Top 8 Questions of Dental Care during Pregnancy

Expecting women may experience body changes throughout the pregnancy journey, so do the changes in teeth and gums. Bleeding gums, gingivitis, tooth decay are common during pregnancy due to hormonal changes and diet changes. Below are the most popular questions of dental care during pregnancy you should take note of.

Q1: Is it safe to pay a visit to the dentist when I’m pregnant?

Yes, you should see the dentist regularly to avoid oral infection and maintain your dental health. It is safe for regular treatment like cavity fillings, orthodontic treatment. The dentist will suggest the best time to have more complicated treatment but non-emergency dental work like teeth whitening or other cosmetic procedures, whether in the second trimester or after childbirth to avoid any risks of adverse effects to your baby. So, remember to notify your dentist when you’re pregnant.

Q2: Do I need to avoid x-rays during pregnancy?

Dental X-rays are considered safe, but your dentist will suggest you postpone until after childbirth unless necessary. Then, the risk of premature labor or longer periods lying on your back during the third trimester can be avoided.

Q3: Do I need to inform my dentist when I get pregnant?

Definitely, you should let your dentist know. Your dentist may recommend the best way to take care of your teeth during this criteria period. Also, your dentist may pay attention to any antibiotics prescribed to you. So far, antibiotics like penicillin, amoxicillin, and clindamycin, which are labeled category B are safe for pregnant women.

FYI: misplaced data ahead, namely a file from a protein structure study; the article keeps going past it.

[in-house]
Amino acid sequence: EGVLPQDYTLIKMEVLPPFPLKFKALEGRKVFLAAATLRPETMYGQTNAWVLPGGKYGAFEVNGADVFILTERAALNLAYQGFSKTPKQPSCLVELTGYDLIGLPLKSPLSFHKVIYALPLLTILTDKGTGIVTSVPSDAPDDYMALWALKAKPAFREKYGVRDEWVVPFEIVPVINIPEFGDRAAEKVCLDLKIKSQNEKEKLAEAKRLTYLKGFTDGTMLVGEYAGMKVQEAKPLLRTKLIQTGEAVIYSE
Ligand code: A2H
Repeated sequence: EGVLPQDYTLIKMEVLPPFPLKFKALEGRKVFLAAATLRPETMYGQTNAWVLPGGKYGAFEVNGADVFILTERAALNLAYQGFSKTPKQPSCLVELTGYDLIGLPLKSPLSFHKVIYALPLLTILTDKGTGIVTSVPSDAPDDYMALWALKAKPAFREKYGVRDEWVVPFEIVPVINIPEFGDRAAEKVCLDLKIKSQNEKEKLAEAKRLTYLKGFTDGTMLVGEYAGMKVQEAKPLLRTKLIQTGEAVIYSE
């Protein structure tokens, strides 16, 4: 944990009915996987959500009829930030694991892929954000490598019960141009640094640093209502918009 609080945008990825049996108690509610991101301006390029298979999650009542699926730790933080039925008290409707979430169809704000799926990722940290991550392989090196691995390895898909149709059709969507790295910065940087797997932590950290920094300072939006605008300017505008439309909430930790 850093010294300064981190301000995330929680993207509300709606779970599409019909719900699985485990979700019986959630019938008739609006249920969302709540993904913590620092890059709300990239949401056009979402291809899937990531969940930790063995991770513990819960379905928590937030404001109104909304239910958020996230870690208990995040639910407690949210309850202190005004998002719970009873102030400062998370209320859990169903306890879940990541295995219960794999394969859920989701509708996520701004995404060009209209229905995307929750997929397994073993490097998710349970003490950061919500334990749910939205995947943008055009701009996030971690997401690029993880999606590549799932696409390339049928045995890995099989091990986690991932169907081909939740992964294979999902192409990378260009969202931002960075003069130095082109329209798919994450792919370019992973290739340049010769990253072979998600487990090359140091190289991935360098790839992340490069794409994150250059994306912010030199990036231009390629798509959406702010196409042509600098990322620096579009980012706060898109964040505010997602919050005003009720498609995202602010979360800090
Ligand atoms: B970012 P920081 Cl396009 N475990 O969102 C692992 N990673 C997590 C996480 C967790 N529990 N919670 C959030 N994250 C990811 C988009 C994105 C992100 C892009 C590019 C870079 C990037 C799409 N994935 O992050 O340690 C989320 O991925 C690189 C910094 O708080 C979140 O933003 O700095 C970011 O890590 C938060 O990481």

Q4: Do anesthetics affect my baby?

Dental anesthetics which help you feel comfortable during dental work are safe for pregnant mums. Your dentist will choose anesthetics which is appropriate for you. As a result, you and your baby will be under less pressure when you feel comfortable.

Q5: Does nausea damage teeth?

Yes. The main culprit is your stomach acids. Since you cannot avoid morning sickness during pregnancy, rinsing your mouth first, swishing, and spitting after vomiting may help to prevent those acids from damaging the enamel in your teeth. Remember not to brush your teeth right after vomiting, you can brush after 30 minutes.

Q6: I find my gums bleeding. Is it common?

You may be surprised to notice that your gums are bleeding, flamed, or swollen which you never experienced before pregnancy. It is normal but you should pay more attention to proper oral care to prevent gingivitis, a mild form of gum disease which may increase the risk of premature birth, low birth weight, or preeclampsia. Brush your teeth twice a day and clean between your teeth once a day to prevent the above complications.

Q7: Is it common to lose a tooth in each pregnancy?

No, it is an old wives’ tale of “gain a child, lose a tooth”. Your pregnancy hormone, progesterone, and estrogen can cause your ligaments and bones to lose but stay in place well. Normally this condition disappears after childbirth. Talk with your dentist if you are not sure whether your teeth are moving or become loose.

Q8: Does a newborn develop a dental disease?

Pregnant mums’ dental health can affect newborns in a lifetime actually. Although a newborn won’t develop dental disease by himself/ herself, he/ she may be transmitted by others through kissing or sharing a spoon. Bacteria can be passed from a mother’s mouth through the above activities.


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